Kallio-Seppä, T., Tranberg, A. The Materiality of Odors: Experiencing Church Burials and the Urban Environment in Early Modern Northern Sweden. Hist Arch 55, 65–81 (2021). https://doi.org/10.1007/s41636-020-00264-2
The materiality of odors : experiencing church burials and the urban environment in early modern Northern Sweden
|Author:||Kallio-Seppä, Titta1; Tranberg, Annemari1|
1Department of Archaeology, University of Oulu, PO Box 8000, FI-90014, Oulu, Finland
|Online Access:||PDF Full Text (PDF, 3.2 MB)|
|Persistent link:|| http://urn.fi/urn:nbn:fi-fe2021050328462
|Publish Date:|| 2021-05-03
Archaeological material from early modern Sweden reveals that material and social meaning was intertwined in townscape odors; that is, odors and their association with unhygienic conditions affected the physical structure of the town, its material culture, and different traditions in the use of “townspace.” During the latter half of the 18th century, the town of Oulu suffered from unpleasant smells related to ponds and wet areas, and the odor of decomposing flesh from under-floor church burials greeted church visitors, despite the tradition of placing fragrant plants inside coffins. In the 18th century the town underwent deliberate changes: the ponds were drained and filled, burials under the church floor were prohibited, and one of the first graveyards located outside the town and separate from the church was constructed. These actions to change the town’s “smellscape” reflect emergent notions of regularity and cleanliness related to the Age of Enlightenment.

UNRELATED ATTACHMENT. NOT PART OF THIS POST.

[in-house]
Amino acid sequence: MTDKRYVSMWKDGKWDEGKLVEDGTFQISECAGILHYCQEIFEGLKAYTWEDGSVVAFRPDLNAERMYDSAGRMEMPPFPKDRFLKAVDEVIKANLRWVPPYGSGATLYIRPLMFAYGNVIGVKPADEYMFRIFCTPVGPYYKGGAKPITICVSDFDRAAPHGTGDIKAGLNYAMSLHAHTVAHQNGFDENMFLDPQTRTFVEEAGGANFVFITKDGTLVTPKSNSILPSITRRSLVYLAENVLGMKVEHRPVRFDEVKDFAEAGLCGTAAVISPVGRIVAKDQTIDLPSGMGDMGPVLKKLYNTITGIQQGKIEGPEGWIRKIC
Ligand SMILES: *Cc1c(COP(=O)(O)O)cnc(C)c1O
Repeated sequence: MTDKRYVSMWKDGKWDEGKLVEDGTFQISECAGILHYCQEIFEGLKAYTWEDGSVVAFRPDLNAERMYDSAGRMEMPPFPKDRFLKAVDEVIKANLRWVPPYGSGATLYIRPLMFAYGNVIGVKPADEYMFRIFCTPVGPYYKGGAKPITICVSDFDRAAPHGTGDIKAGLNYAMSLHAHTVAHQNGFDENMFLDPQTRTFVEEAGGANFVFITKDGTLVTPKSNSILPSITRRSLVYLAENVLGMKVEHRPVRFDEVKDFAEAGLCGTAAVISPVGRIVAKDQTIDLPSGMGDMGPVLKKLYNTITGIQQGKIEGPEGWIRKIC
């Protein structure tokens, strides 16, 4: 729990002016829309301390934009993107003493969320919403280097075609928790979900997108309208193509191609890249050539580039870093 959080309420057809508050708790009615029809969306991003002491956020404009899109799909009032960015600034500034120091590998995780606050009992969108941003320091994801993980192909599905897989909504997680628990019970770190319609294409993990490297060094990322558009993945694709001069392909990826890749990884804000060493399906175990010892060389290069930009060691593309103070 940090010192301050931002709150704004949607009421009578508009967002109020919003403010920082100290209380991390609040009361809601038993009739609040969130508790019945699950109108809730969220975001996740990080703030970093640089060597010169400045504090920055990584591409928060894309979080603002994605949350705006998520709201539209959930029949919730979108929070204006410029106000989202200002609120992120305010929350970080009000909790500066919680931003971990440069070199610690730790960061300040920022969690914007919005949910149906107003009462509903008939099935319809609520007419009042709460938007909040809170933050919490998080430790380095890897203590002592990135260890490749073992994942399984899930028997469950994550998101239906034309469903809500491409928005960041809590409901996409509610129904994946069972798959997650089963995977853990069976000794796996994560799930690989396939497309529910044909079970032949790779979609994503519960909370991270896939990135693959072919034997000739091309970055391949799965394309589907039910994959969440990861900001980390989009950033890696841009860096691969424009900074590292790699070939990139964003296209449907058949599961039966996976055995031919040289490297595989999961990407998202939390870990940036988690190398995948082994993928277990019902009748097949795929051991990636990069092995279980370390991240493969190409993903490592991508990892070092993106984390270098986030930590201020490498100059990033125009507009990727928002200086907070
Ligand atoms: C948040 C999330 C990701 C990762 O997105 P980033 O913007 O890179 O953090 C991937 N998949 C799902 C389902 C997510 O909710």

|Issue:||Epub ahead of print|
|Pages:||65 - 81|
|Type of Publication:||
A1 Journal article – refereed
|Field of Science:||
615 History and archaeology
We thank the Kone Foundation and the Emil Aaltonen Foundation for financial support, Markku Kuorilehto for advice, and the Church, Space and Memory team for support during the writing process. Open access funding provided by University of Oulu including Oulu University Hospital.
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